The Series 4’s mid-range is typical TFZ, and that’s a good thing. Set slightly back behind the treble and bass, it remains clear and coherent even during complicated tracks and with big bass threatening to bleed it’s way up into the lower mids. The Series 4’s slightly dry tonality makes them a little more suitable to male vocals in my opinion, as female vocals tend to lack warmth and fall a little empty.

Bass is mid-bass focused with good extension but too little sub-bass emphasis, at least for my tastes. Those who found the Exclusive 5 too sub-bass heavy should be right at home here. Bass here is a little on the slower side, especially when running up against the King and 5, but still punchy and well controlled and with the same amazing texturing you’ll find everywhere else in TFZ’s lineup.

Sound staging comes across spacious, but again, less open than what you’ll get with the King or 5. Are you seeing the trend yet? Imaging is precise and layered with good separation of individual elements, but the more intimate nature of the Series 4’s presentation takes away from those qualities ever so slightly.

Overall I find the Series 4 a good earphone and a nice listen, but compared to the equivalently priced Exclusive 5 and King it almost always feels a step behind.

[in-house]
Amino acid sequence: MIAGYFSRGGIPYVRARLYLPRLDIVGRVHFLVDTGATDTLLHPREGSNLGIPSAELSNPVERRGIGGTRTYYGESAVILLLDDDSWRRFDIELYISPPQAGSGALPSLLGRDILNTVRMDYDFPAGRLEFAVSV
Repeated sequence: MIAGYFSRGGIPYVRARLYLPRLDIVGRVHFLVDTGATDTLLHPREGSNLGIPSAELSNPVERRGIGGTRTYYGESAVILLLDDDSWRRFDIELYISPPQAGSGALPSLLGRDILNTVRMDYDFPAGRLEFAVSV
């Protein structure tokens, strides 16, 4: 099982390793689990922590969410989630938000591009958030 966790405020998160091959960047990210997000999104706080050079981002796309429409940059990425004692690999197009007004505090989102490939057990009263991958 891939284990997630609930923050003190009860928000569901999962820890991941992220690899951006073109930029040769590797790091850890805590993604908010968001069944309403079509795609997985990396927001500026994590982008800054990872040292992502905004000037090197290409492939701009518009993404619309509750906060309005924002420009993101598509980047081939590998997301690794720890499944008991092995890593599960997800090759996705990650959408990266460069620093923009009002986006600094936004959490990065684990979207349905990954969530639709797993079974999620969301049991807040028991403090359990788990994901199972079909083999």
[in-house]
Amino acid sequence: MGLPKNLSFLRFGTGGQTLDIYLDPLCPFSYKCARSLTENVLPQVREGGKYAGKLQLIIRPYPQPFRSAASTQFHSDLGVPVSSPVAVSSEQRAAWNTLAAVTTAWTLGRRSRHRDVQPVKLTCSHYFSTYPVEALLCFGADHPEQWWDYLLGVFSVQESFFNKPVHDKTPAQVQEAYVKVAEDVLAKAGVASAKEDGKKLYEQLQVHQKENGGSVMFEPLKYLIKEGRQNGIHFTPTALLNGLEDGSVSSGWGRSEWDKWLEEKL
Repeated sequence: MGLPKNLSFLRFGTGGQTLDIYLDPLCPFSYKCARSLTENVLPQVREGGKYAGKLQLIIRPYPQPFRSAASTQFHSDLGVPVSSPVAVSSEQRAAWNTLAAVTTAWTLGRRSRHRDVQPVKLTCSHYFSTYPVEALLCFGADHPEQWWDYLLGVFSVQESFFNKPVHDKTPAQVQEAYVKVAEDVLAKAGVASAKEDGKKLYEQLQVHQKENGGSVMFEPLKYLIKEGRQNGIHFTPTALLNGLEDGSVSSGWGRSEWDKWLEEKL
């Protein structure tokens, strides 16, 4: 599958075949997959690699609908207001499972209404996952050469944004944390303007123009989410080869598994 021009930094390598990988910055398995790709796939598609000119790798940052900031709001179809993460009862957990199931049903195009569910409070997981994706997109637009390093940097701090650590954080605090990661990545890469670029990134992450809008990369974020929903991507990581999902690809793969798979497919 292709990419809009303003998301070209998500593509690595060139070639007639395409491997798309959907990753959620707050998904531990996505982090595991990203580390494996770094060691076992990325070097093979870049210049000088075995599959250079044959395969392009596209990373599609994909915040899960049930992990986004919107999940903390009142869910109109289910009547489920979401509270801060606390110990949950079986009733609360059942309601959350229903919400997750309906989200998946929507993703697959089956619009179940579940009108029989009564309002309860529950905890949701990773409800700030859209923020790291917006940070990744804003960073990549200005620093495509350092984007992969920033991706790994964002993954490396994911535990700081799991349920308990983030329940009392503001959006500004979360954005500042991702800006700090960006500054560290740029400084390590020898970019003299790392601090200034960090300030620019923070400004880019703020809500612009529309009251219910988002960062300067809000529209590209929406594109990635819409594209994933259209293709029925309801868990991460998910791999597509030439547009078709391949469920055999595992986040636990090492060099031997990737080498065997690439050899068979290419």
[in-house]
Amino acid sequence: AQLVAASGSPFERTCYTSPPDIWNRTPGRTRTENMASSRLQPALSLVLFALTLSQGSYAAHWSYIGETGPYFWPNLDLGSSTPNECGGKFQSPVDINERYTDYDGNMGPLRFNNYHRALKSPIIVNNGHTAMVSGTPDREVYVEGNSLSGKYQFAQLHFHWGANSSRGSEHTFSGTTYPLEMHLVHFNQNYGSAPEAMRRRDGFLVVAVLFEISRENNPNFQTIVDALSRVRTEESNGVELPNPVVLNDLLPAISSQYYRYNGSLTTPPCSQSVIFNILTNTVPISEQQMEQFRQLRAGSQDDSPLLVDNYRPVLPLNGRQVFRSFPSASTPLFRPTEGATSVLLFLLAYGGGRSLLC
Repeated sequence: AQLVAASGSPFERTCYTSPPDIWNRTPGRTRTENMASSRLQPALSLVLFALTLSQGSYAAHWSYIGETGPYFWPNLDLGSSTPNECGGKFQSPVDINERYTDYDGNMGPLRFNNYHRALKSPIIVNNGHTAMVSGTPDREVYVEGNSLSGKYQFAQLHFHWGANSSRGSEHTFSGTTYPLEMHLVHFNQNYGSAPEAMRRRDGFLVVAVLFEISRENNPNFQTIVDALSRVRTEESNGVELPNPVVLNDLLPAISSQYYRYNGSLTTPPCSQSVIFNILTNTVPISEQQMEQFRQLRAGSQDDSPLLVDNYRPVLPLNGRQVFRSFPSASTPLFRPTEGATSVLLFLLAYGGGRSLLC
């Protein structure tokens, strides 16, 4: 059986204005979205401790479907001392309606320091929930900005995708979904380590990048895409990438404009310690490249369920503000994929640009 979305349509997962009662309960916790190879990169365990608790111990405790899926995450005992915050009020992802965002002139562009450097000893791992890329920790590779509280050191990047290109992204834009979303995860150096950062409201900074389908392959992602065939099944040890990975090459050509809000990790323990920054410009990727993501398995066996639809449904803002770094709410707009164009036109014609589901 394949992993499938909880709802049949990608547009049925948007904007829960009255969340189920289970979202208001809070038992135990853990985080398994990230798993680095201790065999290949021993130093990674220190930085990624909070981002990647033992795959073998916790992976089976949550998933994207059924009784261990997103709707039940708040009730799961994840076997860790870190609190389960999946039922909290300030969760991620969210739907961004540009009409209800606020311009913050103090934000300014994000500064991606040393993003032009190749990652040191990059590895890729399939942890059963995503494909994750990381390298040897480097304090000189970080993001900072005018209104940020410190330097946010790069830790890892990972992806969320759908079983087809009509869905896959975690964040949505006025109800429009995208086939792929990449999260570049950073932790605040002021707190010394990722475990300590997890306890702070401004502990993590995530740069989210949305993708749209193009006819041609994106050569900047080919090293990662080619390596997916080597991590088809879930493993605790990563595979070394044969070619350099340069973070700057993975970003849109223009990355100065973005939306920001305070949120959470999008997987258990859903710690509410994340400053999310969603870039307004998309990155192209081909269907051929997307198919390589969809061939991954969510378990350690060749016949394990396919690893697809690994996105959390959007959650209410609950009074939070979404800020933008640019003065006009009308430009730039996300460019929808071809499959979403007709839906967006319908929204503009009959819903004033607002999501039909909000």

Final Thoughts:

The Series 4 is a good earphone and had I come across it as the first of the TFZ lineup, not one of the last, it undoubtedly would have left a greater impression because it’s a fantastic all-rounder. However, it really doesn’t do anything to make me want to choose it over any other TFZ. The Series 5 has more visceral, impactful and engaging bass. The King is more detailed and has a more expansive and capable sound stage. The Series 3 performs technically about as well but at a much lower price and via a smoother signature. The Series 2 and My Love II perform almost as well, but are much less expensive and as a result are the better value.

I just don’t see where the Series 4 is supposed to fit because it does nothing to carve out a niche for itself in what is a very capable, but redundant lineup from TFZ. Unless of course that is the point. It’s meant to be the ultimate do-all. I suppose my conclusion would be; if you’re having a hard time deciding between a number of TFZ models, get the Series 4… It’s is a little bit of everything without being the best at anything. It’s the best form of “settling”.

Thanks for reading.

– B9Scrambler

***** ***** ***** ***** *****

Some Test Tunes:

Aesop Rock – Skelethon (Album)

Daft Punk – Random Access Memories (Album)

Elton John – Yellow Golden Brick Road (Album)

King Crimson – Lark’s Tongues in Aspic (Album)

King Crimson – Starless and Bible Black (Track)

Supertramp – Crime of the Century (Album)

Infected Mushroom – Converting Vegetarians (Album)

Infected Mushroom – Legend of the Black Shawarma (Album)

Gorillaz – Plastic Beach (Album)

Massive Attack – Mezzanine (Album)

Fleetwood Mac – Rumors (Album)

Run the Jewels – Run the Jewels (Album)

The Prodigy – The Day is My Enemy (Album)

Tobacco – F****d Up Friends (Album)

Felt – Felt 2 (A Tribute to Lisa Bone) (Album)